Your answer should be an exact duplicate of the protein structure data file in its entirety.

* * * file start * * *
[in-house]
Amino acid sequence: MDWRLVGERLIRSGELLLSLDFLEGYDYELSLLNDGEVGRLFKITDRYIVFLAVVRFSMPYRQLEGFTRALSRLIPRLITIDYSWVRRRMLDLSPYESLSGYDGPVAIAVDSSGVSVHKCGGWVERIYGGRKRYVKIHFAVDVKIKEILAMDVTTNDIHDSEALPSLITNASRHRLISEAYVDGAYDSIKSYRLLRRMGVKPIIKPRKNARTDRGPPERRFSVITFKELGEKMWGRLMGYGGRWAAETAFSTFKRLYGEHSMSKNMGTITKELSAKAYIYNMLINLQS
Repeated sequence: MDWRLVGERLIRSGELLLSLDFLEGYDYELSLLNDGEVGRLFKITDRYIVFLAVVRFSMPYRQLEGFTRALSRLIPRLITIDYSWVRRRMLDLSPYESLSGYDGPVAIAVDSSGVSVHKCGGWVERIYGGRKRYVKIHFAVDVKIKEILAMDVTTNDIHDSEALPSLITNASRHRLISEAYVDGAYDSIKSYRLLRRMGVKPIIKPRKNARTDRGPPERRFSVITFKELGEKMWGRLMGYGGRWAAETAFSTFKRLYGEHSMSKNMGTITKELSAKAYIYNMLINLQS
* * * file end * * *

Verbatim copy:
[in-house]
Amino acid sequence: MDWRLVGERLIRSGELLLSLDFLEGYDYELSLLNDGEVGRLFKITDRYIVFLAVVRFSMPYRQLEGFTRALSRLIPRLITIDYSWVRRRMLDLSPYESLSGYDGPVAIAVDSSGVSVHKCGGWVERIYGGRKRYVKIHFAVDVKIKEILAMDVTTNDIHDSEALPSLITNASRHRLISEAYVDGAYDSIKSYRLLRRMGVKPIIKPRKNARTDRGPPERRFSVITFKELGEKMWGRLMGYGGRWAAETAFSTFKRLYGEHSMSKNMGTITKELSAKAYIYNMLINLQS
Repeated sequence: MDWRLVGERLIRSGELLLSLDFLEGYDYELSLLNDGEVGRLFKITDRYIVFLAVVRFSMPYRQLEGFTRALSRLIPRLITIDYSWVRRRMLDLSPYESLSGYDGPVAIAVDSSGVSVHKCGGWVERIYGGRKRYVKIHFAVDVKIKEILAMDVTTNDIHDSEALPSLITNASRHRLISEAYVDGAYDSIKSYRLLRRMGVKPIIKPRKNARTDRGPPERRFSVITFKELGEKMWGRLMGYGGRWAAETAFSTFKRLYGEHSMSKNMGTITKELSAKAYIYNMLINLQS